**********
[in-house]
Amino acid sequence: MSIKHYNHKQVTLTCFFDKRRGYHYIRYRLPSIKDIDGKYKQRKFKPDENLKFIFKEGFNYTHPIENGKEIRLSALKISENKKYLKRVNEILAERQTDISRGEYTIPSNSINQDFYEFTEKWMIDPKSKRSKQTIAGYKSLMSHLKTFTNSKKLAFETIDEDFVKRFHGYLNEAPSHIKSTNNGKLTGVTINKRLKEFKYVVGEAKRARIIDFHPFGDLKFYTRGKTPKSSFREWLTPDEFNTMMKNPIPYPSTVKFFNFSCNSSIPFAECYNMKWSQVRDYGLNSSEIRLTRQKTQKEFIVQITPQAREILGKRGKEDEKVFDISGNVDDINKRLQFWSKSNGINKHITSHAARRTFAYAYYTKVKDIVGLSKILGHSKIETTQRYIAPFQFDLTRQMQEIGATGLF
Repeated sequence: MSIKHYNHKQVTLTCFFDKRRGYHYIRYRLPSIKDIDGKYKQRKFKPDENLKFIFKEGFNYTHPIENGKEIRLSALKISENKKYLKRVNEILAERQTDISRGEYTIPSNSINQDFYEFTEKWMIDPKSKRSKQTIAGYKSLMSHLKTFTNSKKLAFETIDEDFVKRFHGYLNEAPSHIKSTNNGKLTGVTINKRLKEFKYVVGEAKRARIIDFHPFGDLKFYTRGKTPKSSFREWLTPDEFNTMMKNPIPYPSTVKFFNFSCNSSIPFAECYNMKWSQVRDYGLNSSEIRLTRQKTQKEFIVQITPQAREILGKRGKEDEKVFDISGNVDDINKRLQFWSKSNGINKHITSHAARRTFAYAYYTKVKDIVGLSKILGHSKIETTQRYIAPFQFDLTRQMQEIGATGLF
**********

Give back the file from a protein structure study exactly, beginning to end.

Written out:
[in-house]
Amino acid sequence: MSIKHYNHKQVTLTCFFDKRRGYHYIRYRLPSIKDIDGKYKQRKFKPDENLKFIFKEGFNYTHPIENGKEIRLSALKISENKKYLKRVNEILAERQTDISRGEYTIPSNSINQDFYEFTEKWMIDPKSKRSKQTIAGYKSLMSHLKTFTNSKKLAFETIDEDFVKRFHGYLNEAPSHIKSTNNGKLTGVTINKRLKEFKYVVGEAKRARIIDFHPFGDLKFYTRGKTPKSSFREWLTPDEFNTMMKNPIPYPSTVKFFNFSCNSSIPFAECYNMKWSQVRDYGLNSSEIRLTRQKTQKEFIVQITPQAREILGKRGKEDEKVFDISGNVDDINKRLQFWSKSNGINKHITSHAARRTFAYAYYTKVKDIVGLSKILGHSKIETTQRYIAPFQFDLTRQMQEIGATGLF
Repeated sequence: MSIKHYNHKQVTLTCFFDKRRGYHYIRYRLPSIKDIDGKYKQRKFKPDENLKFIFKEGFNYTHPIENGKEIRLSALKISENKKYLKRVNEILAERQTDISRGEYTIPSNSINQDFYEFTEKWMIDPKSKRSKQTIAGYKSLMSHLKTFTNSKKLAFETIDEDFVKRFHGYLNEAPSHIKSTNNGKLTGVTINKRLKEFKYVVGEAKRARIIDFHPFGDLKFYTRGKTPKSSFREWLTPDEFNTMMKNPIPYPSTVKFFNFSCNSSIPFAECYNMKWSQVRDYGLNSSEIRLTRQKTQKEFIVQITPQAREILGKRGKEDEKVFDISGNVDDINKRLQFWSKSNGINKHITSHAARRTFAYAYYTKVKDIVGLSKILGHSKIETTQRYIAPFQFDLTRQMQEIGATGLF